Working with Age

Working with Age

Working with Age

Working with Age


Age is currently the subject of research as a pressing social concern on a scale previously unimaginable in the social sciences and caring professions. The inexorable development of the age pyramid and the quick pace of technological change has brought work and age together as crucially interlinked areas of study and intervention.


The relationship between ageing and work is a major topic for reflection and discussion. Although research on this subject has grown rapidly in the last few years, only a few overviews are available to help individuals faced with the problems of ageing and work to obtain information, and find practical solutions. Working with Age was designed to bridge this gap.

Ageing at work can be considered as a social, organisational, and individual (especially physiological) phenomenon. Each of these dimensions highlights a different side of ageing, its causes and its effects. Integrating into a coherent whole the viewpoints that characterise the different approaches to ageing is neither a straightforward nor a simple endeavour. Depending on whether age-related decline or work experience is emphasised, the viewpoints may even be diametrically opposed, in such a way that age in some cases is considered as an important resource in the company and in society as a whole, while being perceived in others as a limitation that prevents the full use of the ageing individual's work capacities.

The existence of these different points of view is illustrated by the case of an industrial woodworker. The man in question was a nice, competent, hard-working but currently unemployed individual in his 50s. He had suffered from an occupational injury that was not serious enough to prevent him from working, but combined with his age, made him into a less than ideal candidate for a job in the woodworking industry. As part of a programme for unemployed workers, he was temporarily hired by a government agency to do odd maintenance jobs. While holding this job he did everything he could to prove that his experience could easily be transferred to his current work and that he would be useful to the employer, in the hope of obtaining a permanent position. In spite of his efforts, he failed to get the job and had to go back to unemployment. The legitimate needs of the employer were not brought together with the undeniable skills of the woodworker. This man was not granted a permanent position because his age and his slight disability were regarded as limitations by the employer, who did not see the worker's positive side by considering his experience to be an asset.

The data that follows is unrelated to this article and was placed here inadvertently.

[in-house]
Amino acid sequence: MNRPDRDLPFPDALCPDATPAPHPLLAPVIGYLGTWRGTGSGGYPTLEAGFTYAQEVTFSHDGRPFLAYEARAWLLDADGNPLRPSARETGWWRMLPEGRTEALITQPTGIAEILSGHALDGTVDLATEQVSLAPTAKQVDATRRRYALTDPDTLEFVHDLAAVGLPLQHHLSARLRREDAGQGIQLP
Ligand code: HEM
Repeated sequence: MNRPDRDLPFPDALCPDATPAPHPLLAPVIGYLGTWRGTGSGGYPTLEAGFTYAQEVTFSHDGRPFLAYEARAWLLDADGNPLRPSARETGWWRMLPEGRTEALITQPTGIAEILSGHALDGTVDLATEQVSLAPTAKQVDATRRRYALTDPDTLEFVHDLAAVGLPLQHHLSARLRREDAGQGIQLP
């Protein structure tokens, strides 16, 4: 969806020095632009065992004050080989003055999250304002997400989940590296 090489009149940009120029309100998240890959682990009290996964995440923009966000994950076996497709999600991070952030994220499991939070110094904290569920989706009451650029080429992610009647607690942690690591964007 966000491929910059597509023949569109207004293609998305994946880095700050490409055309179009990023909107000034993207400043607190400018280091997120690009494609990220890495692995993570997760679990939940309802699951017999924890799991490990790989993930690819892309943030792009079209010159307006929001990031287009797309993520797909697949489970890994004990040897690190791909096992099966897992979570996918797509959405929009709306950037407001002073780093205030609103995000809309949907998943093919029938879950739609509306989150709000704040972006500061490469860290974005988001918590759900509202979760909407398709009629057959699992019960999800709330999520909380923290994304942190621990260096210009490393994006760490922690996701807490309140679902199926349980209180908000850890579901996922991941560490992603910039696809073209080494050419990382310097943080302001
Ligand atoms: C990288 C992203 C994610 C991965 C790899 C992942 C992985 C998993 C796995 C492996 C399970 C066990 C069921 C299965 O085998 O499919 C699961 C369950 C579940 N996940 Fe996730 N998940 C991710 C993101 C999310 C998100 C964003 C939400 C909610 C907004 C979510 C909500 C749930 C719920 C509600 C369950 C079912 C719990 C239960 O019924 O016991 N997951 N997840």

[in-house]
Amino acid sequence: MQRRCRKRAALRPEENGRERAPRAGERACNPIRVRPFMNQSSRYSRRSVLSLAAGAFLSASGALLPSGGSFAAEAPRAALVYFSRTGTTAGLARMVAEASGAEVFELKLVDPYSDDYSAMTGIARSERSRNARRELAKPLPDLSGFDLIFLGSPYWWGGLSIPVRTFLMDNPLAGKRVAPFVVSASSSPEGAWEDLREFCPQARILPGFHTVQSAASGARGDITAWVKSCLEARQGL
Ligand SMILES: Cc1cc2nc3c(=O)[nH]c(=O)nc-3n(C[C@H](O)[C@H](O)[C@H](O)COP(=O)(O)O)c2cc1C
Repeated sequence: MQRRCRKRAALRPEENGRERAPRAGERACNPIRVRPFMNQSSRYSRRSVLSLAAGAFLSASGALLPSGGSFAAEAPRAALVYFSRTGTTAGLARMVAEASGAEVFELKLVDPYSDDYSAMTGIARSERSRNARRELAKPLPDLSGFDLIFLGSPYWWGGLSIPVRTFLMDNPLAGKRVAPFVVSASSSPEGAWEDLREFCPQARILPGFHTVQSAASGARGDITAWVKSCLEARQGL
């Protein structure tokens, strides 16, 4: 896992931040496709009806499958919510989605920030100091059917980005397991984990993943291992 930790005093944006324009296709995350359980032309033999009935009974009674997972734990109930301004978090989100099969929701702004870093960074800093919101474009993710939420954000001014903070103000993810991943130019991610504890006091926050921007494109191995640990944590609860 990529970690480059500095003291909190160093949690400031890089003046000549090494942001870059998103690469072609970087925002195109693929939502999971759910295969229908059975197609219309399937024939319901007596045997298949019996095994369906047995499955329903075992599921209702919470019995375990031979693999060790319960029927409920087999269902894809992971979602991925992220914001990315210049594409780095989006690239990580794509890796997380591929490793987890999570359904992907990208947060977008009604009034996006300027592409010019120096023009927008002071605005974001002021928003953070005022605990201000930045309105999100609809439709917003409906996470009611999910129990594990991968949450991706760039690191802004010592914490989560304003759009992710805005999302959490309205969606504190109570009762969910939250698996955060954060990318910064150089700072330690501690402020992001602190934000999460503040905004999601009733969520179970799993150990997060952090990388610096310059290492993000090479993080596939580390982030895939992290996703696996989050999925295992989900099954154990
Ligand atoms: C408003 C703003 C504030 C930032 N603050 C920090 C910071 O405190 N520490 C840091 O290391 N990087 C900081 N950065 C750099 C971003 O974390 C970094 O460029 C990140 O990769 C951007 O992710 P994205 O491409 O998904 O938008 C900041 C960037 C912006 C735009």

An up-to-date view-and also the standpoint of ergonomists-would see the ageing population as a useful and even indispensable resource in modern society. However, the older working population can only constitute a beneficial resource if specific actions are taken in the areas of work organisation and social adaptation. The above example is a

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